For the first time in 2008, more people lived in cities than in the countryside. The USA expect that in 2050, more than 70% of the expected global population of 9 billion will be at home in the constantly growing megacities. Everywhere, in cities and in the countryside, anthropogenic changes are becoming visible with growing speed. Human footprints can already be found at apparently untouched places, in natural landscapes. At the same time, there is a growing need and search for untouched nature or natural spaces in the city. Nature deficit disorder is a serious matter that has to be addressed by urban and landscape planners.
In the future, a new form of landscape, an urban landscape with new ecosystems, will develop. A new landscape that adapts to the conditions prevailing in the new cities and the urban inhabitants, a landscape that newly defines and develops itself. This “new landscape” will have to take over new tasks in the urban landscapes: Spatial and functional, ecological and economic, and increasingly sociocultural tasks.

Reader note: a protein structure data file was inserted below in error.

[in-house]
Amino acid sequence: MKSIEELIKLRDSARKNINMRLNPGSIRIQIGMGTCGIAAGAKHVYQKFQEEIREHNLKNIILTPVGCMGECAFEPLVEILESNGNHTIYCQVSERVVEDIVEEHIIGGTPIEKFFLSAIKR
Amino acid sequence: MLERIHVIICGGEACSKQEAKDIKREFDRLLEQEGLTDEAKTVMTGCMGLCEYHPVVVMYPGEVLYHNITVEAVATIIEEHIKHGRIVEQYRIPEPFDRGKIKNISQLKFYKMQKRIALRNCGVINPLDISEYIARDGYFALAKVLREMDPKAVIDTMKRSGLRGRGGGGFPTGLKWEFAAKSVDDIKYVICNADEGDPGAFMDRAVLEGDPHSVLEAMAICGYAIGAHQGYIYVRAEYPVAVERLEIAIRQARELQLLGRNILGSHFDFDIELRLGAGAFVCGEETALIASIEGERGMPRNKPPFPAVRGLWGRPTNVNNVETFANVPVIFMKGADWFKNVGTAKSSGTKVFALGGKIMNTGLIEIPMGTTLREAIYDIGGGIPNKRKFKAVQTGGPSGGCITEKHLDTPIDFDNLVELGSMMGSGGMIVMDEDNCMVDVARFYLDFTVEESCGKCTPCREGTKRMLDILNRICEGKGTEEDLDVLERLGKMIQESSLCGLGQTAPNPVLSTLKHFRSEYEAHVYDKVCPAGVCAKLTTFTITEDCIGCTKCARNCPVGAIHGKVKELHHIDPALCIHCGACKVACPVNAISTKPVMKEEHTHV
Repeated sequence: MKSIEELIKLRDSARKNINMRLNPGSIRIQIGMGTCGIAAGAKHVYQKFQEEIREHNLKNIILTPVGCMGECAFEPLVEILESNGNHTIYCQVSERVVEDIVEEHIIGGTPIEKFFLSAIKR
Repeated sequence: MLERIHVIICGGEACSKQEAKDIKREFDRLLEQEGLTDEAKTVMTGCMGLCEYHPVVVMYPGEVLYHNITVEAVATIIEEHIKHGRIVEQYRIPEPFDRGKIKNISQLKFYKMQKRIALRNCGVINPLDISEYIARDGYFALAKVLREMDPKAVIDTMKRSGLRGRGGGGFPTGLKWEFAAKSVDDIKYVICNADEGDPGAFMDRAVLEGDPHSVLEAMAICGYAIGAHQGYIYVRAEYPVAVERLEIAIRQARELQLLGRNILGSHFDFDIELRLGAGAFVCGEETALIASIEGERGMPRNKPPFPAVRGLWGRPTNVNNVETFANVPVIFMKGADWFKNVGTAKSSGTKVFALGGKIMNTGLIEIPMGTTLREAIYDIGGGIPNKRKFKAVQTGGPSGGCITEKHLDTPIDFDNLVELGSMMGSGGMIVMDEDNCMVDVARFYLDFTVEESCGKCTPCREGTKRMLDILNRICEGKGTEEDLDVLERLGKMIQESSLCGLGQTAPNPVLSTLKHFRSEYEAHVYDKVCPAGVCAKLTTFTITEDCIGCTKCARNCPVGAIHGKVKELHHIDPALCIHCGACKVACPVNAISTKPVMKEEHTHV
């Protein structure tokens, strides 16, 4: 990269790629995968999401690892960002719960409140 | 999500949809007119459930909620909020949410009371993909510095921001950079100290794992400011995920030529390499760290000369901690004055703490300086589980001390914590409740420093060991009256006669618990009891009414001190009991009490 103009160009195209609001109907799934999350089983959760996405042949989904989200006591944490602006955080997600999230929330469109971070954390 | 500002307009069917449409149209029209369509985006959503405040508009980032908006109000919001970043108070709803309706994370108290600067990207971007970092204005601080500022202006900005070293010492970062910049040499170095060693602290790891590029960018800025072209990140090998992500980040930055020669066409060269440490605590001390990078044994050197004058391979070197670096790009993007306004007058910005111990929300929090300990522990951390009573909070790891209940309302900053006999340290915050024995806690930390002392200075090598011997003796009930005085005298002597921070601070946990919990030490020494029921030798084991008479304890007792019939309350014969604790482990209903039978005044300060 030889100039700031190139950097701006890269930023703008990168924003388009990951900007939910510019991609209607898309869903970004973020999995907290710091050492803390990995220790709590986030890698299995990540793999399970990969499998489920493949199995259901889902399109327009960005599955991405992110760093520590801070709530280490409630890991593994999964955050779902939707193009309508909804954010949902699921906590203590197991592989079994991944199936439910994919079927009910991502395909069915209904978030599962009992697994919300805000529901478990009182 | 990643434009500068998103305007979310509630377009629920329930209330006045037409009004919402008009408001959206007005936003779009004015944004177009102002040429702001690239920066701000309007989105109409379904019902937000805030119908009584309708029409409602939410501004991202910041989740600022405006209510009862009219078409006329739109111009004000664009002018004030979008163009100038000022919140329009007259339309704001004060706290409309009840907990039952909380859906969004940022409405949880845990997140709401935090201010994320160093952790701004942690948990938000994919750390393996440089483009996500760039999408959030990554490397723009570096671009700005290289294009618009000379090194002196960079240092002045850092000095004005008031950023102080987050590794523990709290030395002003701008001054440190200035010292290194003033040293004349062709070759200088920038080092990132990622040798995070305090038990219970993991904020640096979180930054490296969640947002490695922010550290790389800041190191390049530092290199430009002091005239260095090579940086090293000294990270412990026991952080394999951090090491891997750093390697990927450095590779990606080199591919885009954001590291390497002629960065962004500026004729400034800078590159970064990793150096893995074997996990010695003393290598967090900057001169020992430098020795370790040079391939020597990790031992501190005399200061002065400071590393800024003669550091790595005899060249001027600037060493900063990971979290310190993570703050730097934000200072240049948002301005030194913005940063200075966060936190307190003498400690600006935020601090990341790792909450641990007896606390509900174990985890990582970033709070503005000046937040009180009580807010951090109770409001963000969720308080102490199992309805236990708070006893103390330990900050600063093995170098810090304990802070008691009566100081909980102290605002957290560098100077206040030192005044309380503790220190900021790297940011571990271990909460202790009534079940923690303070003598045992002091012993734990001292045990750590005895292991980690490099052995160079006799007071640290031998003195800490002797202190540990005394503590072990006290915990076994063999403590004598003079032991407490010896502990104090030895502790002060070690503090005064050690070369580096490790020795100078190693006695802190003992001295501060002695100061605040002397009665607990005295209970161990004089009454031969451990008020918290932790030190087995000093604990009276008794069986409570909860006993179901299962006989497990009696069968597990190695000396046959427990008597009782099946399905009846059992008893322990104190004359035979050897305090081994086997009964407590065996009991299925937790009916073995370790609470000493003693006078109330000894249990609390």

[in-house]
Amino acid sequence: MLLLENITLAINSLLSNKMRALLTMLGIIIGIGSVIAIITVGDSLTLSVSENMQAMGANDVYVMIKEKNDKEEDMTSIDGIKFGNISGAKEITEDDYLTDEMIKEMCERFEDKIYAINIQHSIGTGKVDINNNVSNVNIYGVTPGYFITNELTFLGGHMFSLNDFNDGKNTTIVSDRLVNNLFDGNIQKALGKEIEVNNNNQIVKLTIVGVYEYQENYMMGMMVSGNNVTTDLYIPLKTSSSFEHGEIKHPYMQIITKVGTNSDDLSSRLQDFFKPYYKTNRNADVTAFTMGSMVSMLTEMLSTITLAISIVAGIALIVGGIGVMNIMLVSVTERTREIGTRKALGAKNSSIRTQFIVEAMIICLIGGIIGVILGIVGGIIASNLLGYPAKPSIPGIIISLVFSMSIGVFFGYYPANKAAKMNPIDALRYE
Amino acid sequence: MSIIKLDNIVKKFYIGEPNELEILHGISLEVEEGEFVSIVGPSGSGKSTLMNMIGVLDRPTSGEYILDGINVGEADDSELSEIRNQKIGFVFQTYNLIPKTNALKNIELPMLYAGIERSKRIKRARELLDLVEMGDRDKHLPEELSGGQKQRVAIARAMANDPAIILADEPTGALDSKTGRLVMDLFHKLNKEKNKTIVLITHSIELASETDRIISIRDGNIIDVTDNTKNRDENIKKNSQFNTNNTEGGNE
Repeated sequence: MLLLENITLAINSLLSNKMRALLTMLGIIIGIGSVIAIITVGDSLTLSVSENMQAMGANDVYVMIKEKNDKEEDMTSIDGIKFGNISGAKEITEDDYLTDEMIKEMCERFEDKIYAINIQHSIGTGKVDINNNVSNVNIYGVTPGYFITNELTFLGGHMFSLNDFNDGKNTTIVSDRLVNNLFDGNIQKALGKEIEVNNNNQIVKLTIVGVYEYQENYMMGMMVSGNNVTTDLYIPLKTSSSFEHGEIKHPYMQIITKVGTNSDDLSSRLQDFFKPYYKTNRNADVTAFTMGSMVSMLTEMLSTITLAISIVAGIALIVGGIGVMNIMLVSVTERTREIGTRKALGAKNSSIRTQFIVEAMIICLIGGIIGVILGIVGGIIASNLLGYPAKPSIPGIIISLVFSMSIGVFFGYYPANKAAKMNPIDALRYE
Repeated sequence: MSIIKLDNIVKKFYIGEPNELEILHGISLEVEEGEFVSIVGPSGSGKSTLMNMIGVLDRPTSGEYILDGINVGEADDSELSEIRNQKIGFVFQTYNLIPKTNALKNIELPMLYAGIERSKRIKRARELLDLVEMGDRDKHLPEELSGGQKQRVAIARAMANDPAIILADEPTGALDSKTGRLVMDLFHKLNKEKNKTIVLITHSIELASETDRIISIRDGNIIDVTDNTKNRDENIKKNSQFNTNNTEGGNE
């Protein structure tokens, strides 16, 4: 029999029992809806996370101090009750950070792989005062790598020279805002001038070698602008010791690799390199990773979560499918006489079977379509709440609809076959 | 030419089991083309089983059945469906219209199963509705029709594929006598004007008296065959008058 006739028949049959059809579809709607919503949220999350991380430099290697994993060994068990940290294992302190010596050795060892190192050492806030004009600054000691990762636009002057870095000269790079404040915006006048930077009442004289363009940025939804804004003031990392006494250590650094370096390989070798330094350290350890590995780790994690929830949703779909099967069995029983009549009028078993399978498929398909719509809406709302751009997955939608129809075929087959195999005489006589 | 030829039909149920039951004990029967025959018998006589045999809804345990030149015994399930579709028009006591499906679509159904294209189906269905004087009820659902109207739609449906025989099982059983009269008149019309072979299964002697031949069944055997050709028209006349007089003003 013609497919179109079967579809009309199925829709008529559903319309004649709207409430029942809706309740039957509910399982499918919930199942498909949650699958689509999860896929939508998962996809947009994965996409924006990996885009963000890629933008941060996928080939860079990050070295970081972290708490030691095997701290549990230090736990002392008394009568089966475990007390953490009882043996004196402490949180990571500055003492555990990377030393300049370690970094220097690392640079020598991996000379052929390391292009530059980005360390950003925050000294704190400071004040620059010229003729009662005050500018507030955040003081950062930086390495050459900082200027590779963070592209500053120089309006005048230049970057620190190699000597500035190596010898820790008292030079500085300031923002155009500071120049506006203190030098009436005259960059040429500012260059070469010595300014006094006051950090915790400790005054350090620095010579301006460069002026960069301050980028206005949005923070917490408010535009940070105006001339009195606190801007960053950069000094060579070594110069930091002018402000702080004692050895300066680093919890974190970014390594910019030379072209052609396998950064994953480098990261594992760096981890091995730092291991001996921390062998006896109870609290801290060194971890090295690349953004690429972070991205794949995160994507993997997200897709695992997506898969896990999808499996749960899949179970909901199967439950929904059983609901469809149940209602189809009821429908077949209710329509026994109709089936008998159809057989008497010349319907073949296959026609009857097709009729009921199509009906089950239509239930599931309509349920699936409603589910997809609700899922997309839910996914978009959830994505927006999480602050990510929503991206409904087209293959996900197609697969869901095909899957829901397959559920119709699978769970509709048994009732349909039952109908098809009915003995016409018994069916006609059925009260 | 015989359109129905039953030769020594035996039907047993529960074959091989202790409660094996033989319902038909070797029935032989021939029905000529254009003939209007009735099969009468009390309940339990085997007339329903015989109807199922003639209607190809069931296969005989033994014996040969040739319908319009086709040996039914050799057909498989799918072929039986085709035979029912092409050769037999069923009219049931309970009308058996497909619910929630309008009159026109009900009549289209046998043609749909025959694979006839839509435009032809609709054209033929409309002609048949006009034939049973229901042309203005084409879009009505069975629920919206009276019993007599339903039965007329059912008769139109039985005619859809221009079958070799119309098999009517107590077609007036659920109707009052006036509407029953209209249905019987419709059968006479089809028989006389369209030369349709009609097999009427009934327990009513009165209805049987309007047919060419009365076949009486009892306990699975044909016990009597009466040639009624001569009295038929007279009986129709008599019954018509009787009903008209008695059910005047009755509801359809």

In the 2015/16 winter semester, the city of Las Palmas de Gran Canaria served as an urban landscape laboratory for our class of master’s students.
"Lp(R)evolution: A City on the Way to the Future Las Palmas: ParkCity,"
Proceedings of the Fábos Conference on Landscape and Greenway Planning: Vol. 5
, Article 39.
Available at: https://scholarworks.umass.edu/fabos/vol5/iss1/39
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